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Buddhadharma : Fall 2006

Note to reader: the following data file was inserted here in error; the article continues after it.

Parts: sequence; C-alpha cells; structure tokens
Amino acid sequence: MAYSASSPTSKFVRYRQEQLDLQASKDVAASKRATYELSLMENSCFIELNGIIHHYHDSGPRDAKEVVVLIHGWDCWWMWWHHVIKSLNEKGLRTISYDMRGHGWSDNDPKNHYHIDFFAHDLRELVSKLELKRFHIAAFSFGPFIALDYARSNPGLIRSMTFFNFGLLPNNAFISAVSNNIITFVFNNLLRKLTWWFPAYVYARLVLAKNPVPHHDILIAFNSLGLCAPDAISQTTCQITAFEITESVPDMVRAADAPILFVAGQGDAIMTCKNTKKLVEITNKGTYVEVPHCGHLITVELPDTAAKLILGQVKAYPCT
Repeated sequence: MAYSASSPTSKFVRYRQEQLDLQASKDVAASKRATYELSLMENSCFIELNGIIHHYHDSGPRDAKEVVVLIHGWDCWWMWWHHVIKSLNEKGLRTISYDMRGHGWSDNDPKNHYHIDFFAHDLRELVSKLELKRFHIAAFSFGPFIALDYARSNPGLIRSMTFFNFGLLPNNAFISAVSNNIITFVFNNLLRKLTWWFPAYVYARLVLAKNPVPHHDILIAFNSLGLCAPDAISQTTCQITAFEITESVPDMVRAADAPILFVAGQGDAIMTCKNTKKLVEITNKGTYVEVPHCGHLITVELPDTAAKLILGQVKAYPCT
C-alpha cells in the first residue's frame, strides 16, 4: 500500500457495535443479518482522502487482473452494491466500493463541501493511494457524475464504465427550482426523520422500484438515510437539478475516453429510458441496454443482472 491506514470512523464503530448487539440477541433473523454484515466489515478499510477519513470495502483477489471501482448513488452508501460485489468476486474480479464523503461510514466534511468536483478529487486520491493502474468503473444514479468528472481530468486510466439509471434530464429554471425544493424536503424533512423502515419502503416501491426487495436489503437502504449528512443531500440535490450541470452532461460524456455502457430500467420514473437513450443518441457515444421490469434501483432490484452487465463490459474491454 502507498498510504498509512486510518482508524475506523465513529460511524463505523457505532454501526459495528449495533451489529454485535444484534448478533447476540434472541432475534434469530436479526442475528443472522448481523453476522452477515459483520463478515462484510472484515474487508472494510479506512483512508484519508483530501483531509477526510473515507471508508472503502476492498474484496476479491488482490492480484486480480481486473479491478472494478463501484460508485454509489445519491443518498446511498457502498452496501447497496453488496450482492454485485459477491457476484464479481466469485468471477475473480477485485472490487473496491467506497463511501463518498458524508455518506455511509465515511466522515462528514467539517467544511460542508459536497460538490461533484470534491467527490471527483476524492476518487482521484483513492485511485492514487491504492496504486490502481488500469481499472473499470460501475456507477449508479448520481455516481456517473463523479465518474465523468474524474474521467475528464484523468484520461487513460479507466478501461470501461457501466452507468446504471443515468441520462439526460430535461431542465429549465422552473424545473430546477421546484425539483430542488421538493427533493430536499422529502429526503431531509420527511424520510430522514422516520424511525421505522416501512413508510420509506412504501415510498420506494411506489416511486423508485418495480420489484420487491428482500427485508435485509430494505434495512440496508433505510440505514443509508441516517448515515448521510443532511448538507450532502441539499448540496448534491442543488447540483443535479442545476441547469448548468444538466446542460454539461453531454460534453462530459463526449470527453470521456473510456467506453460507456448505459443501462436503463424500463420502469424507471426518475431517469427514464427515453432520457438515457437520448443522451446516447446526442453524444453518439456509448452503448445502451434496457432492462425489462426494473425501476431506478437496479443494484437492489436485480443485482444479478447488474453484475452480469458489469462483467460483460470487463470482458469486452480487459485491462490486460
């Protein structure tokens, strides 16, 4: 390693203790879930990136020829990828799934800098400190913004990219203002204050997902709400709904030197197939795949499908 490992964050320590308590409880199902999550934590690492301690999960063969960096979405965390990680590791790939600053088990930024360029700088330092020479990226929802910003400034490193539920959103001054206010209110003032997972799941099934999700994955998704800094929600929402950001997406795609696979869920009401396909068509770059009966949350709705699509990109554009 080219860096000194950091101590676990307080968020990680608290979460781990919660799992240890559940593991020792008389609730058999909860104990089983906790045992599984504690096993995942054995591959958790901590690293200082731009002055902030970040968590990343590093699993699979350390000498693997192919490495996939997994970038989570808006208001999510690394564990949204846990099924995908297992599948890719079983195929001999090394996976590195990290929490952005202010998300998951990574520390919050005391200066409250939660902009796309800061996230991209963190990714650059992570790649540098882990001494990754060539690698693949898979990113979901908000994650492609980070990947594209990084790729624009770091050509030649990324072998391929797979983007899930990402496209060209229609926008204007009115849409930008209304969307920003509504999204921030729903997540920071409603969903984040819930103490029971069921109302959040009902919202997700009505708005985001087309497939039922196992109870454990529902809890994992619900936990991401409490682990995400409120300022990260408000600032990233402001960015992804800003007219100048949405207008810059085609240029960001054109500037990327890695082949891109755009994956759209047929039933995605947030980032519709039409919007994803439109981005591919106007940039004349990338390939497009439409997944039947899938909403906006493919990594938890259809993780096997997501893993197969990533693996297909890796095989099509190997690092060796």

fall 2006| 62 |buddhadharma Glancing at these pages, you might get the impression that someone picked up a brush without knowing whether to write a poem or draw a drawing. A perpetual freshness permeates the atmosphere. Hand in hand with such immediacy and spon- taneity, you can freely glide through these poems like a fish unaware of the water – and suddenly be surprised by the taste of the entire ocean in just one drop: That shock of recognition. Words can point beyond words. To silence (which makes words possible). To the whole cosmos. To the luminos- ity of being. To the heart within the heart. And who, you might well ask, is the particular someone creating such universal art? Lawrence Ferlinghetti has hailed him as Korea’s greatest liv- ing Zen poet. U.S. poet laureate emeritus Robert Hass writes: “Ko Un is a remarkable poet and one of the heroes of human freedom in this half cen- tury, a religious poet who got tangled by accident in the terrible accidents of modern history. But he is somebody who has been equal to the task, a feat rare among human beings.” Ko Un came of age during the Korean War, during which he witnessed rape and murder by the Communists. On the other side, the South Korean Army executed anyone suspected of collaborat- ing with the Communists, including some of Ko Un’s family members, neighbors, friends, and his first love. He was ordered to exhume corpses from military dugouts and wells, and to transport them on his back for many days and nights. He then attempted suicide, pouring acid in both ears, the first of four suicide attempts in his life. The war was still on when, at age nineteen, he became a Buddhist monk. In the tradition of the first disciples of the Buddha, Ko Un later traveled the whole of postwar Korea as a mendicant pil- grim, living on alms. He recalls, “The path I fol- lowed was my own mind. ... As I walked through Korea’s ravaged countryside, I made that journey meaningful in the name of pilgrimage. The road is a parable for truth. Walking or following the road was a practice of truth. The road was my absolute present.” He became a disciple of Master Hyobong, who gave Ko Un the syllable mu to meditate on. Master Hyobong had been a judge during the Japanese occupation of Korea, when he sentenced a fellow ©Cho,seihon,jan.2006,seoul,Korea Pointing Beyond Words newly translated works by the renowned Korean poet Ko un offer powerful glimpses into the human condition and the paradoxes of the Buddhist path.